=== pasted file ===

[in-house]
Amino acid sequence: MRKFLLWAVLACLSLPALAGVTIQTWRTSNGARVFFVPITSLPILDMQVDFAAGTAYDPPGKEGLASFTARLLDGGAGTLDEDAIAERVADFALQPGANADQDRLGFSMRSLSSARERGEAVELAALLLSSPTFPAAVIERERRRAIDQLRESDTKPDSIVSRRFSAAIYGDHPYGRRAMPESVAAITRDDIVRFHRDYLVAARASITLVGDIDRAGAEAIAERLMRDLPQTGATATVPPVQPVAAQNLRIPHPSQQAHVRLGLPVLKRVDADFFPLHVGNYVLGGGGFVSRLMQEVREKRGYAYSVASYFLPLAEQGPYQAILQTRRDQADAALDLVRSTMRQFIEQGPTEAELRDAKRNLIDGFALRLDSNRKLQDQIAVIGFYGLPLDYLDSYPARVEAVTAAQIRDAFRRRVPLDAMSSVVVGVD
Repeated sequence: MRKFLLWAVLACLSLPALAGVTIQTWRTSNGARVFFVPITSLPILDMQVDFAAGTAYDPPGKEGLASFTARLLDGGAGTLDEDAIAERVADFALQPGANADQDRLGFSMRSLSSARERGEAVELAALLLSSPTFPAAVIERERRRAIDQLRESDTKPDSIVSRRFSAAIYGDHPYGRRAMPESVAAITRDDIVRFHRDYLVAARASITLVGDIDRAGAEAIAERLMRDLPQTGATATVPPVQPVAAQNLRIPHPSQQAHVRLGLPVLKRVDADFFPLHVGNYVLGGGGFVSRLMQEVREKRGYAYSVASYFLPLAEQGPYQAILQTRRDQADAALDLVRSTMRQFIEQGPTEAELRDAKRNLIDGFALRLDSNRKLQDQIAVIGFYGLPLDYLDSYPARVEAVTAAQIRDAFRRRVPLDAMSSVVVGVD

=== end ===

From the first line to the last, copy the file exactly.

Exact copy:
[in-house]
Amino acid sequence: MRKFLLWAVLACLSLPALAGVTIQTWRTSNGARVFFVPITSLPILDMQVDFAAGTAYDPPGKEGLASFTARLLDGGAGTLDEDAIAERVADFALQPGANADQDRLGFSMRSLSSARERGEAVELAALLLSSPTFPAAVIERERRRAIDQLRESDTKPDSIVSRRFSAAIYGDHPYGRRAMPESVAAITRDDIVRFHRDYLVAARASITLVGDIDRAGAEAIAERLMRDLPQTGATATVPPVQPVAAQNLRIPHPSQQAHVRLGLPVLKRVDADFFPLHVGNYVLGGGGFVSRLMQEVREKRGYAYSVASYFLPLAEQGPYQAILQTRRDQADAALDLVRSTMRQFIEQGPTEAELRDAKRNLIDGFALRLDSNRKLQDQIAVIGFYGLPLDYLDSYPARVEAVTAAQIRDAFRRRVPLDAMSSVVVGVD
Repeated sequence: MRKFLLWAVLACLSLPALAGVTIQTWRTSNGARVFFVPITSLPILDMQVDFAAGTAYDPPGKEGLASFTARLLDGGAGTLDEDAIAERVADFALQPGANADQDRLGFSMRSLSSARERGEAVELAALLLSSPTFPAAVIERERRRAIDQLRESDTKPDSIVSRRFSAAIYGDHPYGRRAMPESVAAITRDDIVRFHRDYLVAARASITLVGDIDRAGAEAIAERLMRDLPQTGATATVPPVQPVAAQNLRIPHPSQQAHVRLGLPVLKRVDADFFPLHVGNYVLGGGGFVSRLMQEVREKRGYAYSVASYFLPLAEQGPYQAILQTRRDQADAALDLVRSTMRQFIEQGPTEAELRDAKRNLIDGFALRLDSNRKLQDQIAVIGFYGLPLDYLDSYPARVEAVTAAQIRDAFRRRVPLDAMSSVVVGVD